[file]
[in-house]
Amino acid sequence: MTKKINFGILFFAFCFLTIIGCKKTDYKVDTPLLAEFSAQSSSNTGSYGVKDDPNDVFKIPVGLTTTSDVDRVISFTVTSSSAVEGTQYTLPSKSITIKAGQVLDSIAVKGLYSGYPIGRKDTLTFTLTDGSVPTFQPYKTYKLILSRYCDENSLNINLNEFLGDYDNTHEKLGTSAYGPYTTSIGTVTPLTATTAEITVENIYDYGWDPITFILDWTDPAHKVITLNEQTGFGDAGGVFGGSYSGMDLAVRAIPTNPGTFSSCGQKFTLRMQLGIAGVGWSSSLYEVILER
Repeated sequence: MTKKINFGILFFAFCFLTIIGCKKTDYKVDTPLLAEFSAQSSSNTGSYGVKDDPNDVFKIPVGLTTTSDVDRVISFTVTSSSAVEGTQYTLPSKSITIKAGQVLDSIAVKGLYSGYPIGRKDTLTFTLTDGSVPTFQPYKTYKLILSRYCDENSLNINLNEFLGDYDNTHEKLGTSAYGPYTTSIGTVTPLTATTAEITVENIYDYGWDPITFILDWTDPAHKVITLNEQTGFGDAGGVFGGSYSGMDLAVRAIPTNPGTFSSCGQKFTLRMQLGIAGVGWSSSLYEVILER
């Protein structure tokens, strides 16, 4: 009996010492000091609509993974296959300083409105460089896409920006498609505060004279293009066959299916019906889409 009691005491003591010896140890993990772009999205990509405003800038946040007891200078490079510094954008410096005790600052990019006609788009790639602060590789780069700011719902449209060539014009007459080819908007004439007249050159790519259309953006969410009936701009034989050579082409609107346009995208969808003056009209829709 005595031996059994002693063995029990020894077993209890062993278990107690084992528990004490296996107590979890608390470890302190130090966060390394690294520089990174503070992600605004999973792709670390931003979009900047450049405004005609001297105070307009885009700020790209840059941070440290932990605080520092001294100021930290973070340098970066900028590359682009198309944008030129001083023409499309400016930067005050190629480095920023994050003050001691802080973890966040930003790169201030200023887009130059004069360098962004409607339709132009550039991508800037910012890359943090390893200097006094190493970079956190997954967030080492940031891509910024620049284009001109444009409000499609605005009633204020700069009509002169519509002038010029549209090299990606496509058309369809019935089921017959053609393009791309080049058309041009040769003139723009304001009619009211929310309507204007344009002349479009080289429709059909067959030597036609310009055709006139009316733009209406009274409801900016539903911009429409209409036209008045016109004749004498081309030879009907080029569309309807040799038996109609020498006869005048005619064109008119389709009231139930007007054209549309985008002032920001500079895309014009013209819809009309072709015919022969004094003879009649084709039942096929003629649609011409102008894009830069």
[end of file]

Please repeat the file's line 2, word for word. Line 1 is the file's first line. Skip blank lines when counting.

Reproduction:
Amino acid sequence: MTKKINFGILFFAFCFLTIIGCKKTDYKVDTPLLAEFSAQSSSNTGSYGVKDDPNDVFKIPVGLTTTSDVDRVISFTVTSSSAVEGTQYTLPSKSITIKAGQVLDSIAVKGLYSGYPIGRKDTLTFTLTDGSVPTFQPYKTYKLILSRYCDENSLNINLNEFLGDYDNTHEKLGTSAYGPYTTSIGTVTPLTATTAEITVENIYDYGWDPITFILDWTDPAHKVITLNEQTGFGDAGGVFGGSYSGMDLAVRAIPTNPGTFSSCGQKFTLRMQLGIAGVGWSSSLYEVILER